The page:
A somewhat better description of the rules can be found here. [ip-watch.org]

      They include things like limiting the number of claims to 25 (some patents include hundreds of claims, I believe; these are the heart of the patent, as they define what exactly might be infringed); and setting a limit on the number of requests for reexamination (I think that currently, you can just refile indefinitely, and that many applicants do just that, hoping that eventually an examiner will give up and accept their patent application).

      For the former, it's not as big an issue in high technology, but it's a much bigger issue in pharmaceuticals and biotechnology, where a 100-claim set is actually reasonable, due to the numbers of species or minor changes to a drug that they're claiming as dependent claims.

      For the latter, one slight note I'd add is that the requests for continuing examination still have to move prosecution along... You can't just keep saying "my invention is A", have the examiner say "A is not novel", and file a continuation saying "my invention is A", unless you want it rubber stamped. Instead, it's more about narrowing the claims until you get to "Okay, my invention is A and B, when you use it to do C and D".

  • That means that you can't go patenting "a visual display to transmit data in visual form over a rapidly updated and refreshed rectangular optical screen" and then go sue every television and LCD display maker under the sun. So much for my idea to patent breathing.
  • by gravesb (967413) on Tuesday March 24, 2009 @07:47AM (#27310379) Homepage
    for Congress re-writing the law in a comprehensive matter. If Congress does so, courts have to defer to the new laws. With the USPTO doing it, every rule change will be heavily scrutinized by courts, and it will take years of start and stop rule making to come up with an ad hoc, disjointed rule set. But at least someone is doing something.
    • by langelgjm (860756) on Tuesday March 24, 2009 @07:52AM (#27310431) Journal

      On the other hand, if Congress tries to rewrite it, every industry lobbyist will be pushing their own agenda at Congress. And I would tend to think that the USPTO has a better idea of what needs to be done in terms of reform than Congress.

      • by cvd6262 (180823) on Tuesday March 24, 2009 @09:14AM (#27311299)

        True. My first reaction was like the GP: The Constitution grants congress the authority to protect intellectual property ("inventions"). I don't see the Patent Office mentioned anywhere therein. While it makes sense that an office would be creating for the application of congressional rules, granting that office the authority to change the rules is tantamount to dereliction of duty.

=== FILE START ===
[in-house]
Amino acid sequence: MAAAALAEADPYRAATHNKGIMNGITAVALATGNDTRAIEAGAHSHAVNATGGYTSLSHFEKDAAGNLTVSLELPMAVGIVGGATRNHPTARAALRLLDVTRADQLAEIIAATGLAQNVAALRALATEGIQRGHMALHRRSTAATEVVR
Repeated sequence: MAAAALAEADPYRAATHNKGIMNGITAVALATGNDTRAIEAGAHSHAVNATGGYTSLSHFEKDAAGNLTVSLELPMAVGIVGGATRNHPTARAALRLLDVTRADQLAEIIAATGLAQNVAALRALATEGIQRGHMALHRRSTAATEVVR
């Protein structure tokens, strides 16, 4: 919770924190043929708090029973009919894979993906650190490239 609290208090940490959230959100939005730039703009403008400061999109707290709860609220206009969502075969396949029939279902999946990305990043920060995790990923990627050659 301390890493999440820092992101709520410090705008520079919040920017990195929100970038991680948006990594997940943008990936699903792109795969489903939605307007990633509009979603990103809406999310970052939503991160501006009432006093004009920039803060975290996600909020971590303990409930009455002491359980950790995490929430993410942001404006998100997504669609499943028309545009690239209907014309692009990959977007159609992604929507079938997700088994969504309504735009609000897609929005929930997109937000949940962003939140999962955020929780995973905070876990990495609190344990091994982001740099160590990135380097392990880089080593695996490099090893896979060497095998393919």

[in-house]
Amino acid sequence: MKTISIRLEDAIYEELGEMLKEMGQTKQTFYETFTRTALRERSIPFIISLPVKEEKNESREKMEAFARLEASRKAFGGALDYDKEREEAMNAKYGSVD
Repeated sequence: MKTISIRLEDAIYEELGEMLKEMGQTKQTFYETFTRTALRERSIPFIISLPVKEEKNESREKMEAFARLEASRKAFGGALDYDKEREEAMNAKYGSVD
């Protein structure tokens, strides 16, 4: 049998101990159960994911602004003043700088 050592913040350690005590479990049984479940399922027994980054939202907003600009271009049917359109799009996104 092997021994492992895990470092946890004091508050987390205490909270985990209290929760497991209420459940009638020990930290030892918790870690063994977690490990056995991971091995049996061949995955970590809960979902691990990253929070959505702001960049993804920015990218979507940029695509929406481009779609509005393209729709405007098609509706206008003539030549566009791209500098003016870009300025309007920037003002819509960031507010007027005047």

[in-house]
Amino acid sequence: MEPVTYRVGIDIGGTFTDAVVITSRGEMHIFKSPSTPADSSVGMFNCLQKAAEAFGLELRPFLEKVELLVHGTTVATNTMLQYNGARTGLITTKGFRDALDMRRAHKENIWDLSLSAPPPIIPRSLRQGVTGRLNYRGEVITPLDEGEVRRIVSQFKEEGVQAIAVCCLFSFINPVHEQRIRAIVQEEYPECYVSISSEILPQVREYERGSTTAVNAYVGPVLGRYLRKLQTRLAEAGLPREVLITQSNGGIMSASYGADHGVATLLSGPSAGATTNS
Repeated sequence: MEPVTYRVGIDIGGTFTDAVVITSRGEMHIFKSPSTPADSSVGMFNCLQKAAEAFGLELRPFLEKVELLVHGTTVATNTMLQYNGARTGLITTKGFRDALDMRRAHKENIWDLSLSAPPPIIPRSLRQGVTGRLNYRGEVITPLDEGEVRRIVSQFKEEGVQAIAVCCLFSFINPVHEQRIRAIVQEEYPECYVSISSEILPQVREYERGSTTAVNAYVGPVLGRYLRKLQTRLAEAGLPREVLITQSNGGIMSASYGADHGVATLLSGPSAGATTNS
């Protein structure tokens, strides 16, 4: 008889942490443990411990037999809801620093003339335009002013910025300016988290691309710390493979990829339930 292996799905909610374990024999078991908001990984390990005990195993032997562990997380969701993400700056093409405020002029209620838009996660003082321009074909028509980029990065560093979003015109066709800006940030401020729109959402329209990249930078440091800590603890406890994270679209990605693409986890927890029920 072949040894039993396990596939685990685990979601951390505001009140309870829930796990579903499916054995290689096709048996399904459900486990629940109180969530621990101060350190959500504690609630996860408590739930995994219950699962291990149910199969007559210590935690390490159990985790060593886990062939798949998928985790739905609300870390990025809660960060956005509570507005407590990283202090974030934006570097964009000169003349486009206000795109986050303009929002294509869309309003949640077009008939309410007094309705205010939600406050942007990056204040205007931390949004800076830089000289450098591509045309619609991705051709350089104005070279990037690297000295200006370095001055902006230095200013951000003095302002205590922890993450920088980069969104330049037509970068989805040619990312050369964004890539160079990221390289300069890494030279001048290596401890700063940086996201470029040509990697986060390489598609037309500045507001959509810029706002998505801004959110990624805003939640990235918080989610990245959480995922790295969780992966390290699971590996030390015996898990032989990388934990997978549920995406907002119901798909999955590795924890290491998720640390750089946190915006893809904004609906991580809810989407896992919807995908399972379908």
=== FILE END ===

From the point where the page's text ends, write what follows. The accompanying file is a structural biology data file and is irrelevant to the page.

But then, like you, I looked back at the last dozen-or-so congresses and realized I don't have much faith in them upholding the Constitution either. Whether it's unlawful search and seizure or bills of attainder, I'm pretty sure most of our elected officials flunked high school government.

        There is one difference between having congress set the rules and allowing the USPTO do it: We can vote out the congress.

        • While it makes sense that an office would be creating for the application of congressional rules, granting that office the authority to change the rules is tantamount to dereliction of duty.

          Dereliction? I believe you misspelled "delegation". If the Congress wants to "secur[e] for limited Times to [] Inventors the exclusive right to their [] Discoveries" by creating a federal agency that specializes in finding the way to do so that best "promote[s] Progress", let them.

          There is one difference between having congress set the rules and allowing the USPTO do it: We can vote out the congress.

          The Congress can always legislate away a USPTO regulation if it feels the need.

          • Re: (Score:3, Insightful)

            by cvd6262 (180823)

            I can accept that.

            Will you agree there are some authorities that congress should not delegate away? IMHO, governance of property rights is only of those authorities.

            Here in NY, we have a great deal of regulating offices that the state legislature created (as you point out, they were well authorized to do so), but now these offices exist without state oversight, yet they wield power greater than the elected officials who created them.

            Child protective services offices in many states operate under this lack of

  • by Brandybuck (704397) on Tuesday March 24, 2009 @12:20PM (#27314275) Homepage Journal

    A number of tech companies including Microsoft, IBM, Oracle, Apple, and Intel have supported the rule changes, which would strengthen their positions and make it more difficult for small companies to create, protect, and bring to market disruptive technology.

    If you want to support small companies and get more disruptive technologies to the market, ABOLISH PATENTS! Sheesh.

    Handing out exclusive monopolies doesn't help small business, it props up big business and hinders innovation. The proponents say it foster innovation, but it only fosters getting to the first rung of the ladder. Once you have a monopoly on the first rung, everyone has to pay royalties to get to the second and third. Big businesses love patents, because they beat down their small business competitors, and prevent new ones from rising. (Actually, big businesses love most regulations, for exactly the same reason).